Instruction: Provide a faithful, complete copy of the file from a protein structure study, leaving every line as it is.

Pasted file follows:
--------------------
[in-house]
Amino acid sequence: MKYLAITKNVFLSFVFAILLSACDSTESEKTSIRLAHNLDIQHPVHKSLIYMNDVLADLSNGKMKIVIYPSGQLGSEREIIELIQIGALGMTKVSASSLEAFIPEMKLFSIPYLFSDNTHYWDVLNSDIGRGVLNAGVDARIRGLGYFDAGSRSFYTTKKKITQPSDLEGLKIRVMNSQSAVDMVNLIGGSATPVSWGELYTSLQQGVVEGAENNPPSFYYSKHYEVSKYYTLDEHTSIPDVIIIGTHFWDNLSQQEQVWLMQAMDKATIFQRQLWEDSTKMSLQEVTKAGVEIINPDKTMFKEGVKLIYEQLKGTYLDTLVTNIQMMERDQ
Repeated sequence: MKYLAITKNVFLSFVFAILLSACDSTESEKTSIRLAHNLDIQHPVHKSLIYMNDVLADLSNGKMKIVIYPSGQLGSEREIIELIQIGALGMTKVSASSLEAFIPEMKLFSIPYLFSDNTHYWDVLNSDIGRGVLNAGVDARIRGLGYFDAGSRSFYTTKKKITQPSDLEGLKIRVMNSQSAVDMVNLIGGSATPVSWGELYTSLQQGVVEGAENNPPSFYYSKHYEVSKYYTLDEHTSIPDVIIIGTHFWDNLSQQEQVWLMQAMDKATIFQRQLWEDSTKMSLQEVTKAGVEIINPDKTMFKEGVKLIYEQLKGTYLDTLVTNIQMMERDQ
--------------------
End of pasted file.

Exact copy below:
[in-house]
Amino acid sequence: MKYLAITKNVFLSFVFAILLSACDSTESEKTSIRLAHNLDIQHPVHKSLIYMNDVLADLSNGKMKIVIYPSGQLGSEREIIELIQIGALGMTKVSASSLEAFIPEMKLFSIPYLFSDNTHYWDVLNSDIGRGVLNAGVDARIRGLGYFDAGSRSFYTTKKKITQPSDLEGLKIRVMNSQSAVDMVNLIGGSATPVSWGELYTSLQQGVVEGAENNPPSFYYSKHYEVSKYYTLDEHTSIPDVIIIGTHFWDNLSQQEQVWLMQAMDKATIFQRQLWEDSTKMSLQEVTKAGVEIINPDKTMFKEGVKLIYEQLKGTYLDTLVTNIQMMERDQ
Repeated sequence: MKYLAITKNVFLSFVFAILLSACDSTESEKTSIRLAHNLDIQHPVHKSLIYMNDVLADLSNGKMKIVIYPSGQLGSEREIIELIQIGALGMTKVSASSLEAFIPEMKLFSIPYLFSDNTHYWDVLNSDIGRGVLNAGVDARIRGLGYFDAGSRSFYTTKKKITQPSDLEGLKIRVMNSQSAVDMVNLIGGSATPVSWGELYTSLQQGVVEGAENNPPSFYYSKHYEVSKYYTLDEHTSIPDVIIIGTHFWDNLSQQEQVWLMQAMDKATIFQRQLWEDSTKMSLQEVTKAGVEIINPDKTMFKEGVKLIYEQLKGTYLDTLVTNIQMMERDQ